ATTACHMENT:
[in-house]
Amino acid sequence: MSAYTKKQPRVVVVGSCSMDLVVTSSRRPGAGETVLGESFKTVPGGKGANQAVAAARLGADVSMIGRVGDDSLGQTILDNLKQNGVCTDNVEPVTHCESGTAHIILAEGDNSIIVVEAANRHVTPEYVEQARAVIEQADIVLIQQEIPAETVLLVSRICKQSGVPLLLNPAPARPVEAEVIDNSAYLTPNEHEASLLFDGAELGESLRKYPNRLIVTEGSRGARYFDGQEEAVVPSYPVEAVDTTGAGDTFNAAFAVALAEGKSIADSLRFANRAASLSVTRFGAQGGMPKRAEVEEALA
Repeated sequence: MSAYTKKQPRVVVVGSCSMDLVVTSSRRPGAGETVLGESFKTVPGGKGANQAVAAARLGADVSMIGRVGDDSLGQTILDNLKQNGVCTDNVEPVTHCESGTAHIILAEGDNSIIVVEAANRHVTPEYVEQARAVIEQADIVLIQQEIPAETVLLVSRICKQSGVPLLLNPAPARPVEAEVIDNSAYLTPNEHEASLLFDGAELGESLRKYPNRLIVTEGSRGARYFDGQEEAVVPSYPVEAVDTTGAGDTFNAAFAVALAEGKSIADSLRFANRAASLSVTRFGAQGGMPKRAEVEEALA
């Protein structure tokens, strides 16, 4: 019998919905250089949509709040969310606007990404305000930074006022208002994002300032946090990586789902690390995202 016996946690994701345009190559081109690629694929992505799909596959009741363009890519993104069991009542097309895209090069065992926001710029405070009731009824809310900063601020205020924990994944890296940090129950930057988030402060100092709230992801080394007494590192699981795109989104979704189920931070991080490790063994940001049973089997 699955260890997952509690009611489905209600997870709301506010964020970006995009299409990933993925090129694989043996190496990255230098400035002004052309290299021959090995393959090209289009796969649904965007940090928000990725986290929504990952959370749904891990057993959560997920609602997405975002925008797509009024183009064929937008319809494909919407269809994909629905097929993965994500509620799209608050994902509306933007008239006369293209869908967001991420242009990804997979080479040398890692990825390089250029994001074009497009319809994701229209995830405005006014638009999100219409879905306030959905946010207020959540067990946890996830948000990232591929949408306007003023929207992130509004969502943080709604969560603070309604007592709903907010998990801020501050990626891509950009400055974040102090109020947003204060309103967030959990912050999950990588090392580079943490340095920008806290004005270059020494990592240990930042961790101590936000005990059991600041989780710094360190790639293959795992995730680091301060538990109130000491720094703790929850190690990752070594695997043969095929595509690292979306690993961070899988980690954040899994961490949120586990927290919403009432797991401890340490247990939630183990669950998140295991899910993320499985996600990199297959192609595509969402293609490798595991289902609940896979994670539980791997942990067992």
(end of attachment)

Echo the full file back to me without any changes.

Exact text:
[in-house]
Amino acid sequence: MSAYTKKQPRVVVVGSCSMDLVVTSSRRPGAGETVLGESFKTVPGGKGANQAVAAARLGADVSMIGRVGDDSLGQTILDNLKQNGVCTDNVEPVTHCESGTAHIILAEGDNSIIVVEAANRHVTPEYVEQARAVIEQADIVLIQQEIPAETVLLVSRICKQSGVPLLLNPAPARPVEAEVIDNSAYLTPNEHEASLLFDGAELGESLRKYPNRLIVTEGSRGARYFDGQEEAVVPSYPVEAVDTTGAGDTFNAAFAVALAEGKSIADSLRFANRAASLSVTRFGAQGGMPKRAEVEEALA
Repeated sequence: MSAYTKKQPRVVVVGSCSMDLVVTSSRRPGAGETVLGESFKTVPGGKGANQAVAAARLGADVSMIGRVGDDSLGQTILDNLKQNGVCTDNVEPVTHCESGTAHIILAEGDNSIIVVEAANRHVTPEYVEQARAVIEQADIVLIQQEIPAETVLLVSRICKQSGVPLLLNPAPARPVEAEVIDNSAYLTPNEHEASLLFDGAELGESLRKYPNRLIVTEGSRGARYFDGQEEAVVPSYPVEAVDTTGAGDTFNAAFAVALAEGKSIADSLRFANRAASLSVTRFGAQGGMPKRAEVEEALA
């Protein structure tokens, strides 16, 4: 019998919905250089949509709040969310606007990404305000930074006022208002994002300032946090990586789902690390995202 016996946690994701345009190559081109690629694929992505799909596959009741363009890519993104069991009542097309895209090069065992926001710029405070009731009824809310900063601020205020924990994944890296940090129950930057988030402060100092709230992801080394007494590192699981795109989104979704189920931070991080490790063994940001049973089997 699955260890997952509690009611489905209600997870709301506010964020970006995009299409990933993925090129694989043996190496990255230098400035002004052309290299021959090995393959090209289009796969649904965007940090928000990725986290929504990952959370749904891990057993959560997920609602997405975002925008797509009024183009064929937008319809494909919407269809994909629905097929993965994500509620799209608050994902509306933007008239006369293209869908967001991420242009990804997979080479040398890692990825390089250029994001074009497009319809994701229209995830405005006014638009999100219409879905306030959905946010207020959540067990946890996830948000990232591929949408306007003023929207992130509004969502943080709604969560603070309604007592709903907010998990801020501050990626891509950009400055974040102090109020947003204060309103967030959990912050999950990588090392580079943490340095920008806290004005270059020494990592240990930042961790101590936000005990059991600041989780710094360190790639293959795992995730680091301060538990109130000491720094703790929850190690990752070594695997043969095929595509690292979306690993961070899988980690954040899994961490949120586990927290919403009432797991401890340490247990939630183990669950998140295991899910993320499985996600990199297959192609595509969402293609490798595991289902609940896979994670539980791997942990067992």